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TCL joins LG and Samsung with its own take on the 8K television

8K TVs are very much like buses on a particularly quiet route: nobody was really waiting for one, and yet suddenly three show up at once. Following on from Samsung and LG’s reveals, TCL – the world’s third-biggest TV manufacturer – has joined with its own 8K offering.

The company seems to exclusively refer to it as the “TCL 8K QLED TV – FIBA Basketball World Cup 2019 Edition,” but we’re going to abbreviate it to TCL 8K QLED TV for short(er).

Related: What is 8K TV?

So what does it offer? A huge screen, for a start. The TV’s display is 75-inches across, which is probably for the best given you already need a big set to see the difference in 4K picture quality over HD. But as an 8K set, the TCL 8K QLED TV is certainly capable of packing a lot of pixels in there, with a resolution of 7680 x 4320 – 16 times what you get with Full HD.

What you’ll be able to do with all those pixels is more up in the air. If you thought there was a dearth of 4K content out there, it looks positively bustling compared to the 8K scene. And even if you find some great 8K content to make the most of the set, it’s not clear how it’ll get on screen: there’s no mention of HDMI 2.1, for example.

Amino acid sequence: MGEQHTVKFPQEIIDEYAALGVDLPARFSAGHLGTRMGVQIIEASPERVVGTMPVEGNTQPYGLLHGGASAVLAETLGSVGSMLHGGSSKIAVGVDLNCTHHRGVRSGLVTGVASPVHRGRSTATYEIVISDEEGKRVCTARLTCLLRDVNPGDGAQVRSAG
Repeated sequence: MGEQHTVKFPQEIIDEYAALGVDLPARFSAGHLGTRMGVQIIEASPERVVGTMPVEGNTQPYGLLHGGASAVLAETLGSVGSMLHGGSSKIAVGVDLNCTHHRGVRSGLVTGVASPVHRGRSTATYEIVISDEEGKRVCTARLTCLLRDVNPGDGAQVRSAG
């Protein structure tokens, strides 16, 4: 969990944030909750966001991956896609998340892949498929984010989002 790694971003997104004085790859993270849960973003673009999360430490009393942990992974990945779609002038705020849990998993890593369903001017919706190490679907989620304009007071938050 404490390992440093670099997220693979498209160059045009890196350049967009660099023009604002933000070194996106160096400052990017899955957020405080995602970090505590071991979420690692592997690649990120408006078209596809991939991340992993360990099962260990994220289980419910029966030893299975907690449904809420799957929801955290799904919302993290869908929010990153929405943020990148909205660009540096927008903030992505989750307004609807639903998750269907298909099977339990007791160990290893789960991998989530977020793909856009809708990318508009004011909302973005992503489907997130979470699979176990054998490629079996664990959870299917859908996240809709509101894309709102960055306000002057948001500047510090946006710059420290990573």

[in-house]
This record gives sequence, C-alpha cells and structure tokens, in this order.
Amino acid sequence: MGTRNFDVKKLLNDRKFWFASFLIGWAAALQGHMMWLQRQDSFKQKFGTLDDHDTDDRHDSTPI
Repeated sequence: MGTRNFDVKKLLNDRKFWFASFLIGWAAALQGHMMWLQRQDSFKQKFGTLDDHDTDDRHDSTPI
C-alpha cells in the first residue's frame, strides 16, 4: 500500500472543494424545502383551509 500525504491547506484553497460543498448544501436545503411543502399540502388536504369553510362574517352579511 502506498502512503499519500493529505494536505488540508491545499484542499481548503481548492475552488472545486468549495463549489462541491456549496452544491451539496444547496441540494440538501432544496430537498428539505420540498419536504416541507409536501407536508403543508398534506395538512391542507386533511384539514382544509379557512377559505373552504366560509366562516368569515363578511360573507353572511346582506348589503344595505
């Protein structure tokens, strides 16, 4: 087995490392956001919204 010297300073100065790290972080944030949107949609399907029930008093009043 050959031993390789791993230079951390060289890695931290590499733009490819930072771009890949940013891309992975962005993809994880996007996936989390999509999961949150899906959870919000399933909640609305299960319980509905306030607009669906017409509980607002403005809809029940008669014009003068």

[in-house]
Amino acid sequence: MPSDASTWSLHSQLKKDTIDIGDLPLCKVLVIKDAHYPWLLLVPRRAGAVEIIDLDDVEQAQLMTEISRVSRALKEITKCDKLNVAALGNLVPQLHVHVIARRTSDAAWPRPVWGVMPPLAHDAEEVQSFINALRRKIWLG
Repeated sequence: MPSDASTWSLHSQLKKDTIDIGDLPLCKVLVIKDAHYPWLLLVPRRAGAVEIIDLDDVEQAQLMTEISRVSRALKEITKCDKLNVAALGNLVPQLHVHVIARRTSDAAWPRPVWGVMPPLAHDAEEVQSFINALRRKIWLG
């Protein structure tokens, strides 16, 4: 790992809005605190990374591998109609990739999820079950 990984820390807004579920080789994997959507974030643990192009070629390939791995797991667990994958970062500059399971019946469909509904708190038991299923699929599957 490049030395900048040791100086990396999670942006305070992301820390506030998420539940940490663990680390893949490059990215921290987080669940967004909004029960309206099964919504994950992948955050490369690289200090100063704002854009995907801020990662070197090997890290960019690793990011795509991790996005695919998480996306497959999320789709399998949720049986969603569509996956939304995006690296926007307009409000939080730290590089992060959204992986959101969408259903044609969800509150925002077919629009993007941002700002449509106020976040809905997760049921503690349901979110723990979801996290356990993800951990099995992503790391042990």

And as Toshiba’s Bart Kuijten told us yesterday, you could be looking at five or so years before there is a steady stream of widely available 8K content. “It’ll be a similar life-cycle to 4K, because there’s going to be similar investment from the content providers and the programmers to get it to that level,” he said.

Related: Best 4K TVs

Until then, you’ll be largely reliant on upscaling, which may be very impressive but considering how expensive 8K sets are likely to be, may feel like a bit of a cop-out.

That’s a shame, because the rest of the specifications all sound pretty good. TCL says the TV will use Quantum Dot technology for a wide colour gamut of 157% BT.709 (although there’s no mention of DCI-P3’s expanded coverage) with a peak brightness of 1000 nits, and will also pack Dolby Vision HDR backed by a healthy number of local dimming zones (832 to be exact). 

All of this on a screen which is just 20mm thick at its thinnest point. If you think that’ll make the sound a little on the thin side, you’ll be pleased to hear that TCL has an Onkyo soundbar built into the base, featuring Dolby Atmos audio technology. The soundbar can be used when the TV is off, so it makes for a makeshift stereo system, too.

We have no release date or price yet, but for the latter, it’s likely to be on the upper edge of slightly uncomfortable. Given the paucity of content, you’ll almost certainly want to wait until 8K is more widely spread before taking the plunge, but if not keep an eye out for further announcements next year.

Are you desperate for 8K, or is 4K enough for your eyes? Let us know on Twitter @TrustedReviews.

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